Menopause: The period in a woman's life during which she ceases menstruating.

Menstruation: The monthly cycle in nonpregnant women during which the uterus sheds its lining when fertilization of an egg does not take place. It is often accompanied by a small discharge of blood.

Pap test: A test that can be used to detect the early stages of uterine cancer.

Gynecologists also can investigate the reasons that a woman is unable to become pregnant. Typical problems involve plugged fallopian tubes or a hormonal (chemical) imbalance that prevents an egg from becoming mature, releasing properly from the ovaries, or implanting onto the uterine wall. In each of these cases, steps can be taken to correct or bypass the problem so the woman can bear children.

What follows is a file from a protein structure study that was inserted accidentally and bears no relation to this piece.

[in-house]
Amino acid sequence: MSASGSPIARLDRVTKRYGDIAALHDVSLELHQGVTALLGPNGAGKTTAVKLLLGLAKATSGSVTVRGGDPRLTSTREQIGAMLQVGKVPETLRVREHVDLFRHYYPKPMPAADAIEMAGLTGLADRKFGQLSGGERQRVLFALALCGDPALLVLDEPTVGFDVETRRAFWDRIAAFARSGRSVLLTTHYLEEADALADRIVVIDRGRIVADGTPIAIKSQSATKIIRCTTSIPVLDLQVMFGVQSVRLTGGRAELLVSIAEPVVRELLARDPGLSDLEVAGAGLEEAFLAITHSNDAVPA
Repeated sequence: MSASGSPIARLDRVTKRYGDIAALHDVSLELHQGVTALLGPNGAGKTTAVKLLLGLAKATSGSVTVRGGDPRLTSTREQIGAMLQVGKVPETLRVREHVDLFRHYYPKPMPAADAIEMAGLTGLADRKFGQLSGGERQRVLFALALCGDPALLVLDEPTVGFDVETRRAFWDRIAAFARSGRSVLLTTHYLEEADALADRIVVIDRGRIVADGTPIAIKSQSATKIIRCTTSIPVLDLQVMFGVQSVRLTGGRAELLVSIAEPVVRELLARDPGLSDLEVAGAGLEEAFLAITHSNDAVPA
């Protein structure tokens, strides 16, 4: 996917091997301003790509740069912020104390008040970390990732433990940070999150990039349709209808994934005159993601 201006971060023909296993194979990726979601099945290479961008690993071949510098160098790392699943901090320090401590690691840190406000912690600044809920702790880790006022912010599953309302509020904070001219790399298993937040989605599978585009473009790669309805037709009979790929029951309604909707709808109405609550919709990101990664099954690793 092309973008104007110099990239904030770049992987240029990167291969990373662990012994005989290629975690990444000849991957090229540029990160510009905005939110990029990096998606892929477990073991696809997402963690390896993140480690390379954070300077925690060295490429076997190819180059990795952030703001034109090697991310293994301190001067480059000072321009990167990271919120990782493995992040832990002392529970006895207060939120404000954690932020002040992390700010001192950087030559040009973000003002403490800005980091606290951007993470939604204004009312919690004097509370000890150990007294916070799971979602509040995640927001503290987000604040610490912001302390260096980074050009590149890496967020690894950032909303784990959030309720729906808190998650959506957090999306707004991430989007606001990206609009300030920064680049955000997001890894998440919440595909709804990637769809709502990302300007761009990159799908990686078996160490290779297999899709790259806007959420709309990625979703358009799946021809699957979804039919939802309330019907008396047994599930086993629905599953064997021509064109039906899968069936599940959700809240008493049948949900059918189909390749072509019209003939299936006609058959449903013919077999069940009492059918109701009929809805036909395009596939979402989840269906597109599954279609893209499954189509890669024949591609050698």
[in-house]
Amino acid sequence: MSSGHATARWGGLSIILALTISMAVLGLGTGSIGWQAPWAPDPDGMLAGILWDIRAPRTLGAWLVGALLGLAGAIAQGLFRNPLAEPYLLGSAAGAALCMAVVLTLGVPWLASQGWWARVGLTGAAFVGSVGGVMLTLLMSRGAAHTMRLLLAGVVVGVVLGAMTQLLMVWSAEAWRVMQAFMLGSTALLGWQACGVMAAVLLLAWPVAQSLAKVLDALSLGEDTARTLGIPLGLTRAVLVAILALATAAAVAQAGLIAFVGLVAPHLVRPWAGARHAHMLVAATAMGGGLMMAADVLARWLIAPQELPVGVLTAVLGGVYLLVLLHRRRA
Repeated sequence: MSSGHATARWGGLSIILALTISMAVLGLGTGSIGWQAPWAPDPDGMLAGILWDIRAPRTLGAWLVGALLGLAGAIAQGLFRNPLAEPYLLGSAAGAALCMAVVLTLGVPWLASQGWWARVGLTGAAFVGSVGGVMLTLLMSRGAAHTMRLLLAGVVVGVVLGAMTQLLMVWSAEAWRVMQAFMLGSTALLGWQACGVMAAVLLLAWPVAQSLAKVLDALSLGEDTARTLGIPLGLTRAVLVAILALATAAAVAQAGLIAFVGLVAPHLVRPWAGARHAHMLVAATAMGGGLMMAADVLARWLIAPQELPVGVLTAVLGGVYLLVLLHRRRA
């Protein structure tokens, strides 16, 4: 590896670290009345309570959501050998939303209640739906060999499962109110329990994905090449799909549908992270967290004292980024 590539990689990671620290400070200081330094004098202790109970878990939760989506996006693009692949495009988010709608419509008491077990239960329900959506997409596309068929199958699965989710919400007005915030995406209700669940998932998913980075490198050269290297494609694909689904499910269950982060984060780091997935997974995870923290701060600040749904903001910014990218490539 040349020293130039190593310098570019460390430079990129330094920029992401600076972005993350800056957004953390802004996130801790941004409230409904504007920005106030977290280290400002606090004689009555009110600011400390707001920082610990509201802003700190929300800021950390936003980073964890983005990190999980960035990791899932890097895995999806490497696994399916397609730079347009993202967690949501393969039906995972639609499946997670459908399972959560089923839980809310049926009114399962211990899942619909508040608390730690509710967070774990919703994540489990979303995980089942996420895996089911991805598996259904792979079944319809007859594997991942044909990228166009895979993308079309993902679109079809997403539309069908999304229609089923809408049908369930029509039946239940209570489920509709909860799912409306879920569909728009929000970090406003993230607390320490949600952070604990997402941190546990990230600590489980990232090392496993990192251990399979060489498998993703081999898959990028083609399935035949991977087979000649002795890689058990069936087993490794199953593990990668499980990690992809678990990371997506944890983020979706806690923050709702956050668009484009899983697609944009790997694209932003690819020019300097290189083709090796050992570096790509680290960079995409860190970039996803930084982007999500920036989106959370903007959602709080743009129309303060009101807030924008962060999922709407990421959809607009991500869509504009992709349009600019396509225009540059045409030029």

Gynecology has advanced to the point that a physician can force the ovaries to produce eggs. These eggs can then be removed and fertilized in a dish and then implanted in the uterus. This method is known as in vitro fertilization because fertilization occurs within glass dishes (vitro is Latin for "glass") rather than a living body. In addition, the science of gynecology continues to make advances against the diseases and disorders that may deny a woman the ability to have children.

[See also Puberty; Reproductive system ]

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gynecology